There was a two-hour scientific session at the recent annual meeting of the American Academy of Orthopedic Surgeons in San Diego, California in February 2011.
While most patients with metal-on-metal total hips enjoy good function and resolution of pain, there is a small number of patients who experience either persistent pain or the appearance of pain after one year. There appear to be several interacting factors that influence the appearance of pain. These include implant design, surgical technique, and patient-specific factors. The problem has a name which continues to evolve, and most recently has been termed “adverse tissue reaction” which can range anywhere from some fluid or swelling in the tissue around the hip joint to the formation of cysts or masses. The incidence seems to be higher in one-piece metal cups and surface replacements and lower in modular or two-piece acetabular components.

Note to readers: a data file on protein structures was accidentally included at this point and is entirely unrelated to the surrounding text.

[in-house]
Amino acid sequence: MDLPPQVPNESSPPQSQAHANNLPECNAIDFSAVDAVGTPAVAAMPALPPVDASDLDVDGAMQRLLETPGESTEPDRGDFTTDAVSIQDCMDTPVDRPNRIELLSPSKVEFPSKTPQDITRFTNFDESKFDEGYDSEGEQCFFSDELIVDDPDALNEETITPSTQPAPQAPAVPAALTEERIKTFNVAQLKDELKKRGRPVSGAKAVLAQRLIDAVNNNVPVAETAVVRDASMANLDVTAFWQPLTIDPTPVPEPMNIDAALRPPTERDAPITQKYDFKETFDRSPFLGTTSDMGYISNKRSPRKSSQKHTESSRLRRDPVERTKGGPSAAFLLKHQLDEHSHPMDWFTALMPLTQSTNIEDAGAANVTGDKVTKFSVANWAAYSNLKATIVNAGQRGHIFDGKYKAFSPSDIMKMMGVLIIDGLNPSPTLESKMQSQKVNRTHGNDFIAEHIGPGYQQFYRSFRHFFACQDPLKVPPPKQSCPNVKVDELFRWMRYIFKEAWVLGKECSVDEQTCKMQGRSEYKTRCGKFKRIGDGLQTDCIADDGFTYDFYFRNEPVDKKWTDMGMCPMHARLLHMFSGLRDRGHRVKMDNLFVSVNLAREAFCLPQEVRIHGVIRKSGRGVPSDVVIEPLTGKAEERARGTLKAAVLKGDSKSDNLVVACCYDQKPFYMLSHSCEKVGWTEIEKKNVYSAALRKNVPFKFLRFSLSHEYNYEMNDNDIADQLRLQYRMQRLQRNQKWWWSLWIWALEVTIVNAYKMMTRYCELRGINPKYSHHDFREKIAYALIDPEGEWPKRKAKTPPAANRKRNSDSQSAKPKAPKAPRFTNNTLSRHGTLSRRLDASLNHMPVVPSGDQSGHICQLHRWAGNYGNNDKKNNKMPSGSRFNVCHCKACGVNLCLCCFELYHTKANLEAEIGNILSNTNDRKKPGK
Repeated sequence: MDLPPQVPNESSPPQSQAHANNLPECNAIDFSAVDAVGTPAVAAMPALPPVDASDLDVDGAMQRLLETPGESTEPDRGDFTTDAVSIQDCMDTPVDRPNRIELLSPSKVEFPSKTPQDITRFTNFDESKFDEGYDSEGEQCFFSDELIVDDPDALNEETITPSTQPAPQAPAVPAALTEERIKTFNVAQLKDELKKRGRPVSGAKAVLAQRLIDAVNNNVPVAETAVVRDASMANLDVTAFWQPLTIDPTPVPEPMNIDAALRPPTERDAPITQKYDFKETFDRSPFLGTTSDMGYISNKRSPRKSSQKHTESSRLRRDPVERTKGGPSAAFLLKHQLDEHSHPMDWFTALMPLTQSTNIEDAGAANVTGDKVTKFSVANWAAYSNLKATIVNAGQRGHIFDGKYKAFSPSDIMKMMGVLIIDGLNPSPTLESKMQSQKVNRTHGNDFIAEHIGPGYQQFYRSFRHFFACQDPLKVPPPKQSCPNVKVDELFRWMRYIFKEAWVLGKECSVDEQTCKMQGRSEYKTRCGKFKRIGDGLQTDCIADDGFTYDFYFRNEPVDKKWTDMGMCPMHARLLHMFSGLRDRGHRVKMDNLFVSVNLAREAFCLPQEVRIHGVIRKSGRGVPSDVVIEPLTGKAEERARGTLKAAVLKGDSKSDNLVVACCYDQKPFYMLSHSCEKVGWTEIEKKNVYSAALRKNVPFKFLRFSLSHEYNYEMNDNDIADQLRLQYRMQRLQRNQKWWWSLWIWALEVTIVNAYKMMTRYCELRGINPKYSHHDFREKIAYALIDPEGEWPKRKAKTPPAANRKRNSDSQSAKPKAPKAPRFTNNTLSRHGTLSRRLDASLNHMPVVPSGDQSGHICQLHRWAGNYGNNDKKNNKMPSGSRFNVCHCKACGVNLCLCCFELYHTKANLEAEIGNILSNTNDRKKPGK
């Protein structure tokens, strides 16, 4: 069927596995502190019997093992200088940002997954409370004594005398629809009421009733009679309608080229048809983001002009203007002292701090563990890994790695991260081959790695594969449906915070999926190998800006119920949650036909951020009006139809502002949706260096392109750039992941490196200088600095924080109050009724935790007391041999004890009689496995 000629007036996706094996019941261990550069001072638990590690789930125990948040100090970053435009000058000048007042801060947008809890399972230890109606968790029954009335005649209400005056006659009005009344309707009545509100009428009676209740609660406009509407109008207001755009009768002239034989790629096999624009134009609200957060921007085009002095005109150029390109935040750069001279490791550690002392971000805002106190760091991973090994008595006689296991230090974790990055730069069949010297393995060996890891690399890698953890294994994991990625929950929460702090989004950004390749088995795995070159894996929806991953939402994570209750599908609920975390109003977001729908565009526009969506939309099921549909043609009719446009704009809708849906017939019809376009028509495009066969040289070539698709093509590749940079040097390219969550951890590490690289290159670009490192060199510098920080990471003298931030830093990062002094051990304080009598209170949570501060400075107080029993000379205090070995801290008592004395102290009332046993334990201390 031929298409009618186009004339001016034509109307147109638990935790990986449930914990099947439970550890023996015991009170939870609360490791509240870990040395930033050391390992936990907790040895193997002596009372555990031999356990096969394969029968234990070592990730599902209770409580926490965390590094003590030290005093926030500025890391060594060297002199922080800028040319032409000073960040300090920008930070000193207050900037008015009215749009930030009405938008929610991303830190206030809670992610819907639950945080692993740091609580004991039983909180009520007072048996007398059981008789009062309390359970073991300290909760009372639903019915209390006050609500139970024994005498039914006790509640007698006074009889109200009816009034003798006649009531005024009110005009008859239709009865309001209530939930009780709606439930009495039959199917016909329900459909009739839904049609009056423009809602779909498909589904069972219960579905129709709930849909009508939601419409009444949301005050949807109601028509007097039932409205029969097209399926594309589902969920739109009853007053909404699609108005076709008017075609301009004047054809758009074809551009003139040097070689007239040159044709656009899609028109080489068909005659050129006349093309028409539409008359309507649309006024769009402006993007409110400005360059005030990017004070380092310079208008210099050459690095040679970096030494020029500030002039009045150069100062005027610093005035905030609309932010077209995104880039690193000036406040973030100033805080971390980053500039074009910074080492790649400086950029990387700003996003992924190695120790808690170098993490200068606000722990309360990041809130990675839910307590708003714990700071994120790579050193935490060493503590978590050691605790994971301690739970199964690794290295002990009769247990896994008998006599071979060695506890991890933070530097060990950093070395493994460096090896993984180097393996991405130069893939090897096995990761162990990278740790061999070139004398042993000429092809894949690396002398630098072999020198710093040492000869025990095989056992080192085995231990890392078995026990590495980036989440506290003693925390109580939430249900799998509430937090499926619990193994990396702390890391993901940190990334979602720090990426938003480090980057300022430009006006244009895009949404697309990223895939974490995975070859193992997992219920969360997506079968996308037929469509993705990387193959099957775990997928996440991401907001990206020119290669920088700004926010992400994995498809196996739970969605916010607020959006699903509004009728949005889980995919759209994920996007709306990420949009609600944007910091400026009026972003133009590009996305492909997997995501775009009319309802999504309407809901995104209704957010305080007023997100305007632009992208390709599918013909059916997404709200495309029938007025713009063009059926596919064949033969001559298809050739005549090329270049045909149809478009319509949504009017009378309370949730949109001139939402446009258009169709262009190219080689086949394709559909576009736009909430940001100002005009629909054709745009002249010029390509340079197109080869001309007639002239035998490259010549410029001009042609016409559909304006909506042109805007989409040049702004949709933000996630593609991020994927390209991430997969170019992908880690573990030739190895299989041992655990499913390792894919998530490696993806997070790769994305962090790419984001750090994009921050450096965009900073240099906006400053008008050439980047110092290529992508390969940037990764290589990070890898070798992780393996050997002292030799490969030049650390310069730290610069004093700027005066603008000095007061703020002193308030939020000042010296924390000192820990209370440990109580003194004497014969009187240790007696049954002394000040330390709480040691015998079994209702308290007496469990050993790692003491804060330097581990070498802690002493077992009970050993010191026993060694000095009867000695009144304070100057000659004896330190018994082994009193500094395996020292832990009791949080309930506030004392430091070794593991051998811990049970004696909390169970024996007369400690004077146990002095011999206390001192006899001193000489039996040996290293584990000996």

There is extensive work currently ongoing to further evaluate the causes of this condition. If you have a metal-on-metal total hip and have persistent pain or the onset of new pain, you should contact your orthopedic surgeon. A workup for painful total hip will ensue, which will include a history, physical exam, x-rays, and possibly laboratory testing, and if indicated, advanced imaging techniques such as an MRI.
If you have questions, you should contact your orthopedic surgeon.
William P. Barrett, MD